Dredged river gravel to protect Pennington Point
HUNDREDS of tonnes of gravel were brought to Sidmouth beach on Thursday in a bid to protect its crumbling eastern coastline – but won’t be put in place at Pennington Point for weeks.
Material dredged from the River Sid was hauled to a seafront slipway opposite the fisherman’s area.
The move follows a sixth landslide in the space of a week – described as one of the biggest in recent times.
A site inspection by representatives from the district and county councils and Environment Agency (EA) took place on Tuesday.
The EA is currently removing river gravel from the Sid following the recent floods - around 500 tonnes.
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However, the district council says it cannot be transferred from the seafront across to Pennington Point until the new year, as a specialist piece of machinery needed to do the job isn’t available until January.
Councillor Stuart Hughes, who had called for the move, said yesterday he was prepared to make �5,000 available from his county Investing in Devon fund towards any eventual rock armouring scheme along the stretch.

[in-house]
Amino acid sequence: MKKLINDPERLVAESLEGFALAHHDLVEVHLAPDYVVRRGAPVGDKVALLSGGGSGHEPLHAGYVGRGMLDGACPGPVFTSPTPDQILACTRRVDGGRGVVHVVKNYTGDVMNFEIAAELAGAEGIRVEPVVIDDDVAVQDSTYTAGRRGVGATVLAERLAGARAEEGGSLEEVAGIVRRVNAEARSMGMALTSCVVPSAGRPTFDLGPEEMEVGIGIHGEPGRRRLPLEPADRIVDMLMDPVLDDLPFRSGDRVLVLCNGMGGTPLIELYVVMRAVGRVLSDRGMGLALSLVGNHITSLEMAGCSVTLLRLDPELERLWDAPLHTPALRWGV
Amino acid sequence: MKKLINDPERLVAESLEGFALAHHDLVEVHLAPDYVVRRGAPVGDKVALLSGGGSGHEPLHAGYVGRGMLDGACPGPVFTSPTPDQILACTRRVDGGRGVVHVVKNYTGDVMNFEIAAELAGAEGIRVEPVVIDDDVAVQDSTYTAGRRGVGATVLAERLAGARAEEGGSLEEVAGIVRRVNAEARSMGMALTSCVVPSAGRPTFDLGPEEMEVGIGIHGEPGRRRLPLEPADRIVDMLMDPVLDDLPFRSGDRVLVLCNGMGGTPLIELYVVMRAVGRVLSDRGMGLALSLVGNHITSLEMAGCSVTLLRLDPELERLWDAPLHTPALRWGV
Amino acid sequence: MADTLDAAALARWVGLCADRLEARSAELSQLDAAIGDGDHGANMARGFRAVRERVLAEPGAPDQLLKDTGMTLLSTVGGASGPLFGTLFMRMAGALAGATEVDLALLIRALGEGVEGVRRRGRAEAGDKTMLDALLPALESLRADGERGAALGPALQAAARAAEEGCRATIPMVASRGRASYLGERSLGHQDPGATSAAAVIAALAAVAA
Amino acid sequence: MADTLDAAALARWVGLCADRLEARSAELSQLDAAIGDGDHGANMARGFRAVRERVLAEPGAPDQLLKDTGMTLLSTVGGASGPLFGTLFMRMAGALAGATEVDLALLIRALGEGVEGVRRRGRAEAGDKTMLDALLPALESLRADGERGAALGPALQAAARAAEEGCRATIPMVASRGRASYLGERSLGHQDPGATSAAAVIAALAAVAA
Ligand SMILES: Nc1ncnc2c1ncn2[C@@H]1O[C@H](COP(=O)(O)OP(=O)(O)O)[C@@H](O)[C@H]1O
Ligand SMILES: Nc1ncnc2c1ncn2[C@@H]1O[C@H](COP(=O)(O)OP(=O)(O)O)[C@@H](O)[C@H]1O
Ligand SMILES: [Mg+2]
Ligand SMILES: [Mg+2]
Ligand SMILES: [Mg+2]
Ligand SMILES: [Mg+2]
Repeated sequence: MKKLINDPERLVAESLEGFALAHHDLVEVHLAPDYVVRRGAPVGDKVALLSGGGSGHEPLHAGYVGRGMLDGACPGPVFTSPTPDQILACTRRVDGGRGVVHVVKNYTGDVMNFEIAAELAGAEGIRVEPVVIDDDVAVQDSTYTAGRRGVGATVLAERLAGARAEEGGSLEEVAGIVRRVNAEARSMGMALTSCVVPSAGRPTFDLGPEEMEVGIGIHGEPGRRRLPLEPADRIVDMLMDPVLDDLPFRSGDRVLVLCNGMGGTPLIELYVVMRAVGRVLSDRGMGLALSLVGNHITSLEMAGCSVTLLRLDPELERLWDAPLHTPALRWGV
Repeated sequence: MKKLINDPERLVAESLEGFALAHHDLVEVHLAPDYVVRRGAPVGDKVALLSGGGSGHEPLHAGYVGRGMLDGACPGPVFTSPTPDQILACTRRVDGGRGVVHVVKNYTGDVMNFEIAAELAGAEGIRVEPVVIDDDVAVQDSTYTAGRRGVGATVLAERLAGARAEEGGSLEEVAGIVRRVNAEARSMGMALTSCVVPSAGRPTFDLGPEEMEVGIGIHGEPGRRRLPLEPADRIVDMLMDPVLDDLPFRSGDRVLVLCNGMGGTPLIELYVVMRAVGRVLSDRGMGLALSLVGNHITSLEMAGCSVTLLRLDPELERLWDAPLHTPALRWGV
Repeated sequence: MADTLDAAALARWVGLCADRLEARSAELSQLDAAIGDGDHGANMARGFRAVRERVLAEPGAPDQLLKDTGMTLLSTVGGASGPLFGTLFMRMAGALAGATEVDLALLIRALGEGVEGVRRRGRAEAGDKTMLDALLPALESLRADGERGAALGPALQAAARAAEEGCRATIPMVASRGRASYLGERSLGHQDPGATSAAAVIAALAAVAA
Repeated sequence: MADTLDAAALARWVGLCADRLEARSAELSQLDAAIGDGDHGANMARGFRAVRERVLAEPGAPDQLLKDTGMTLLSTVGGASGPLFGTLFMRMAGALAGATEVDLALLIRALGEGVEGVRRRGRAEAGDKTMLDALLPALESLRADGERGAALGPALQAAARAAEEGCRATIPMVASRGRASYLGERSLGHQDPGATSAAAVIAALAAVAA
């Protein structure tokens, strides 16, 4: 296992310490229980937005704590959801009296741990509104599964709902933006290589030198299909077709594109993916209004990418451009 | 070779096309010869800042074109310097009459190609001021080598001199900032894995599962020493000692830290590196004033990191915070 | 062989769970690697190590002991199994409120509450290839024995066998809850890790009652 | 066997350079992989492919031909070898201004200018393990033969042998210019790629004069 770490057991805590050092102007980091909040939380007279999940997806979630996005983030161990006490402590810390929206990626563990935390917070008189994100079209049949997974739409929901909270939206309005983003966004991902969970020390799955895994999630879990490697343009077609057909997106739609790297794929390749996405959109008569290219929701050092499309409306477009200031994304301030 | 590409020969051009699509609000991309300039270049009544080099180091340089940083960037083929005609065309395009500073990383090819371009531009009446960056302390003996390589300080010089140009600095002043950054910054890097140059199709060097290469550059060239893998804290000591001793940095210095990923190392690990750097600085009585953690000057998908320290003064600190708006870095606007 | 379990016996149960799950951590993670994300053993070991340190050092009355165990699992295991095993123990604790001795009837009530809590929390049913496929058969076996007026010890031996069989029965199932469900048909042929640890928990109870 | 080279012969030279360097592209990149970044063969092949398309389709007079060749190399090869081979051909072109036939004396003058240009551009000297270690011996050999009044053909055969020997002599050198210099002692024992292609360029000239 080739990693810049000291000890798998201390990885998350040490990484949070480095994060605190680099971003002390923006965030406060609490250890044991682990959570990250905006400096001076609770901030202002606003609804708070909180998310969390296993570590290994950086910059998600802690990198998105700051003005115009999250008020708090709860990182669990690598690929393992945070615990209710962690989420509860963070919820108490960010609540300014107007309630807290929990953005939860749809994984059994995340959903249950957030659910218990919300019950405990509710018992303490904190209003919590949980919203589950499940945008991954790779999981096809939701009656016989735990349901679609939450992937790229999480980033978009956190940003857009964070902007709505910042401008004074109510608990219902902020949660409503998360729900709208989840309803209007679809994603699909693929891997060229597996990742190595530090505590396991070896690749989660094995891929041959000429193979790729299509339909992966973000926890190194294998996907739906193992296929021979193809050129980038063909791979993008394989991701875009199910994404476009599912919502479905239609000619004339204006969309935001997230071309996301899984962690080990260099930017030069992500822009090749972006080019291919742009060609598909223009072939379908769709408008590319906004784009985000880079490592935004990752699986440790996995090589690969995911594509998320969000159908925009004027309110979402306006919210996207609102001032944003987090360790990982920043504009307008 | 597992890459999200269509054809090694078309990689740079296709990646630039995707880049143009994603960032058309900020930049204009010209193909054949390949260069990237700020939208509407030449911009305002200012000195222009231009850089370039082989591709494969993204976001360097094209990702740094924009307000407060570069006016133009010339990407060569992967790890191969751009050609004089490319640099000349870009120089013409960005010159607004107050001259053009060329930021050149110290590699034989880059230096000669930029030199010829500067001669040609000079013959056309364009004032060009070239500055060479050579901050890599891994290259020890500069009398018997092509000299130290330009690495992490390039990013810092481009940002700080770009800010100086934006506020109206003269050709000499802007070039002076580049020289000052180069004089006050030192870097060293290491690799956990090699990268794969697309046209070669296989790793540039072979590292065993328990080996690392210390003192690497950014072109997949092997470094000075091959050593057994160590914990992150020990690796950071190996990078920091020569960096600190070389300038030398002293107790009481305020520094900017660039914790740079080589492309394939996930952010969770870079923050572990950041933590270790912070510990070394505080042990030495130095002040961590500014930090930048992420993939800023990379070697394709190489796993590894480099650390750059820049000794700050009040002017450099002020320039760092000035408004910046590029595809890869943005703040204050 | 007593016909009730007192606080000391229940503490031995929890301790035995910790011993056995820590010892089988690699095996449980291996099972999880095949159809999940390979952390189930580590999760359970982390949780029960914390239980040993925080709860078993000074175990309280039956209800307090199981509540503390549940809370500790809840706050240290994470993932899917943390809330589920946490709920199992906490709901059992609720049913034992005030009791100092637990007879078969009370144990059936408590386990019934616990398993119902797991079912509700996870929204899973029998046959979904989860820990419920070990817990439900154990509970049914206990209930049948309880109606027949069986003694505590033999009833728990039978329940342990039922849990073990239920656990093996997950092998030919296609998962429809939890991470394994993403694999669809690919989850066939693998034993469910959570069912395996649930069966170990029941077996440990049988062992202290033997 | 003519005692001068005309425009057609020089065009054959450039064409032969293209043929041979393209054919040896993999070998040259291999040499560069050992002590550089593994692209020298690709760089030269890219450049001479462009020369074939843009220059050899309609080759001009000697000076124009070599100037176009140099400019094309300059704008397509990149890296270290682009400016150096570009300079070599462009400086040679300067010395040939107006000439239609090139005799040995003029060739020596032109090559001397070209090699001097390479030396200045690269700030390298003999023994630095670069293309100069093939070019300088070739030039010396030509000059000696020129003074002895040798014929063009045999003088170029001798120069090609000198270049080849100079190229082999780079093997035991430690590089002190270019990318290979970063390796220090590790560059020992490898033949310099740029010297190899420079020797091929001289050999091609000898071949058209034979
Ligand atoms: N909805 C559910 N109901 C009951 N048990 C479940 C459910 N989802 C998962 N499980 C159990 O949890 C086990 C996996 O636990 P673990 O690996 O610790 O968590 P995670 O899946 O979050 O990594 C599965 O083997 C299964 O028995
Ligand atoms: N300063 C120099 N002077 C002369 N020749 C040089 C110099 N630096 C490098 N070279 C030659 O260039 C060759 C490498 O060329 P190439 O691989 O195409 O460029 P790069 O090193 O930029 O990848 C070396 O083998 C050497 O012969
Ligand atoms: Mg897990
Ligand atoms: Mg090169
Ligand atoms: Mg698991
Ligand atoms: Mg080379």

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“The river gravel will also do some good in this location,” said Cllr Hughes.
He likened the decimated red sandstone to a ‘Martian landscape’.
Councillor Phil Twiss, the district council’s deputy cabinet member for environment, said the latest fall was another example of material falling down from the cliff-top - caused by erosion from above and not by wave action from below.
“Given the heavy falls of rain in recent months, this event was entirely predictable and there is little that can be done to prevent this and other future falls when there is further penetration of water from above,” he said.
EDDC is heading up a task force looking into longer-term measures to protect the foot of the cliffs.
The Herald understands the inspection this week found wave undercutting occurring in certain areas - which is adding to the problem of rain induced ‘slumping’ from the top of the cliffs.
Cllr Hughes said last week that it’s ‘only a matter of time’ before the last protective piece of Pennington Point is lost – which could leave the eastern town in danger of tidal flooding.